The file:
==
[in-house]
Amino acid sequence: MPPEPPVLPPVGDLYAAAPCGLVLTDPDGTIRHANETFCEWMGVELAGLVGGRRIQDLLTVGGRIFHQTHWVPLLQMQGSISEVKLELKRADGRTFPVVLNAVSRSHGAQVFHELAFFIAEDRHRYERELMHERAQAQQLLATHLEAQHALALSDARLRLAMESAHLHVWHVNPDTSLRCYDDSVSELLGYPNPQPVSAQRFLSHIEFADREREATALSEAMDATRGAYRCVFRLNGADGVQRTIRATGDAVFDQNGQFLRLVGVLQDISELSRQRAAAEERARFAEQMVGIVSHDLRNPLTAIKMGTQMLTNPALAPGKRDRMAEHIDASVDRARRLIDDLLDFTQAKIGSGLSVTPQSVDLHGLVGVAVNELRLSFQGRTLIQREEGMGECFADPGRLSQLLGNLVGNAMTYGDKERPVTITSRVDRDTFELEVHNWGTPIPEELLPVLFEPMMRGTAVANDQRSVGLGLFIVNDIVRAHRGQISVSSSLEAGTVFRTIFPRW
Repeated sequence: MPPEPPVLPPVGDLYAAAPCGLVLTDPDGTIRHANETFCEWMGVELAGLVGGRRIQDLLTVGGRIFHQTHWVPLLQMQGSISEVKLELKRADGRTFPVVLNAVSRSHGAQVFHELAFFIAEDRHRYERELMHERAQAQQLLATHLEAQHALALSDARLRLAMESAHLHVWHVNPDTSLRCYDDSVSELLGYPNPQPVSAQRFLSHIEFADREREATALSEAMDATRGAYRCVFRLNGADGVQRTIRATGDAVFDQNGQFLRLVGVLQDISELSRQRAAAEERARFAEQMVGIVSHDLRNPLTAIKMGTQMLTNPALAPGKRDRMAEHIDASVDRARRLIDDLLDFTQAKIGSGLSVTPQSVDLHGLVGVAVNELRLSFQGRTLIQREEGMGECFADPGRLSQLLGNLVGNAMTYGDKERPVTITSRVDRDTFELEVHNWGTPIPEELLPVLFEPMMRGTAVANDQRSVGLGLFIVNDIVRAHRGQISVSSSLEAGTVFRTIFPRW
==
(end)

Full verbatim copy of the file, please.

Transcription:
[in-house]
Amino acid sequence: MPPEPPVLPPVGDLYAAAPCGLVLTDPDGTIRHANETFCEWMGVELAGLVGGRRIQDLLTVGGRIFHQTHWVPLLQMQGSISEVKLELKRADGRTFPVVLNAVSRSHGAQVFHELAFFIAEDRHRYERELMHERAQAQQLLATHLEAQHALALSDARLRLAMESAHLHVWHVNPDTSLRCYDDSVSELLGYPNPQPVSAQRFLSHIEFADREREATALSEAMDATRGAYRCVFRLNGADGVQRTIRATGDAVFDQNGQFLRLVGVLQDISELSRQRAAAEERARFAEQMVGIVSHDLRNPLTAIKMGTQMLTNPALAPGKRDRMAEHIDASVDRARRLIDDLLDFTQAKIGSGLSVTPQSVDLHGLVGVAVNELRLSFQGRTLIQREEGMGECFADPGRLSQLLGNLVGNAMTYGDKERPVTITSRVDRDTFELEVHNWGTPIPEELLPVLFEPMMRGTAVANDQRSVGLGLFIVNDIVRAHRGQISVSSSLEAGTVFRTIFPRW
Repeated sequence: MPPEPPVLPPVGDLYAAAPCGLVLTDPDGTIRHANETFCEWMGVELAGLVGGRRIQDLLTVGGRIFHQTHWVPLLQMQGSISEVKLELKRADGRTFPVVLNAVSRSHGAQVFHELAFFIAEDRHRYERELMHERAQAQQLLATHLEAQHALALSDARLRLAMESAHLHVWHVNPDTSLRCYDDSVSELLGYPNPQPVSAQRFLSHIEFADREREATALSEAMDATRGAYRCVFRLNGADGVQRTIRATGDAVFDQNGQFLRLVGVLQDISELSRQRAAAEERARFAEQMVGIVSHDLRNPLTAIKMGTQMLTNPALAPGKRDRMAEHIDASVDRARRLIDDLLDFTQAKIGSGLSVTPQSVDLHGLVGVAVNELRLSFQGRTLIQREEGMGECFADPGRLSQLLGNLVGNAMTYGDKERPVTITSRVDRDTFELEVHNWGTPIPEELLPVLFEPMMRGTAVANDQRSVGLGLFIVNDIVRAHRGQISVSSSLEAGTVFRTIFPRW